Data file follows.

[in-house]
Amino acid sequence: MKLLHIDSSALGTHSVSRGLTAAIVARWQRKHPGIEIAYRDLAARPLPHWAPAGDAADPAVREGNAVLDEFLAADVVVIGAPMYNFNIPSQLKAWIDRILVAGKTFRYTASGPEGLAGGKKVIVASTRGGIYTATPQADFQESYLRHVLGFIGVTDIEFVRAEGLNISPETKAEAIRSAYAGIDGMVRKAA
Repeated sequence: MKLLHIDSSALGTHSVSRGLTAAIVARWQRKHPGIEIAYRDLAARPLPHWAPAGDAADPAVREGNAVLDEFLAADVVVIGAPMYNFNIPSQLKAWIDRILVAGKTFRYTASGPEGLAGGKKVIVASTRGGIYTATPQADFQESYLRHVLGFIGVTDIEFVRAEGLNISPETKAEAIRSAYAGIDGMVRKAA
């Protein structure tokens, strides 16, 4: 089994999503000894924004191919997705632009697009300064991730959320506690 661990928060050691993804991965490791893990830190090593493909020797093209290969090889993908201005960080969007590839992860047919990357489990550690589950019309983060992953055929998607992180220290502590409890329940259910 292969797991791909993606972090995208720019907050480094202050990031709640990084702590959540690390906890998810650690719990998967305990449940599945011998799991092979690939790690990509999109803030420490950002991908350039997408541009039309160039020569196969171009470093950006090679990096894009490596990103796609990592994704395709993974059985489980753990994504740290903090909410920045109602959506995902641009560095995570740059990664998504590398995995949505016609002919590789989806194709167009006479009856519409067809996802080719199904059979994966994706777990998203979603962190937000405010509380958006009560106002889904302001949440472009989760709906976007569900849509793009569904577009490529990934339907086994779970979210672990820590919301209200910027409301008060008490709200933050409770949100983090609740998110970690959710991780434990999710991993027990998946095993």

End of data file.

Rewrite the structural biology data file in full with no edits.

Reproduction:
[in-house]
Amino acid sequence: MKLLHIDSSALGTHSVSRGLTAAIVARWQRKHPGIEIAYRDLAARPLPHWAPAGDAADPAVREGNAVLDEFLAADVVVIGAPMYNFNIPSQLKAWIDRILVAGKTFRYTASGPEGLAGGKKVIVASTRGGIYTATPQADFQESYLRHVLGFIGVTDIEFVRAEGLNISPETKAEAIRSAYAGIDGMVRKAA
Repeated sequence: MKLLHIDSSALGTHSVSRGLTAAIVARWQRKHPGIEIAYRDLAARPLPHWAPAGDAADPAVREGNAVLDEFLAADVVVIGAPMYNFNIPSQLKAWIDRILVAGKTFRYTASGPEGLAGGKKVIVASTRGGIYTATPQADFQESYLRHVLGFIGVTDIEFVRAEGLNISPETKAEAIRSAYAGIDGMVRKAA
């Protein structure tokens, strides 16, 4: 089994999503000894924004191919997705632009697009300064991730959320506690 661990928060050691993804991965490791893990830190090593493909020797093209290969090889993908201005960080969007590839992860047919990357489990550690589950019309983060992953055929998607992180220290502590409890329940259910 292969797991791909993606972090995208720019907050480094202050990031709640990084702590959540690390906890998810650690719990998967305990449940599945011998799991092979690939790690990509999109803030420490950002991908350039997408541009039309160039020569196969171009470093950006090679990096894009490596990103796609990592994704395709993974059985489980753990994504740290903090909410920045109602959506995902641009560095995570740059990664998504590398995995949505016609002919590789989806194709167009006479009856519409067809996802080719199904059979994966994706777990998203979603962190937000405010509380958006009560106002889904302001949440472009989760709906976007569900849509793009569904577009490529990934339907086994779970979210672990820590919301209200910027409301008060008490709200933050409770949100983090609740998110970690959710991780434990999710991993027990998946095993």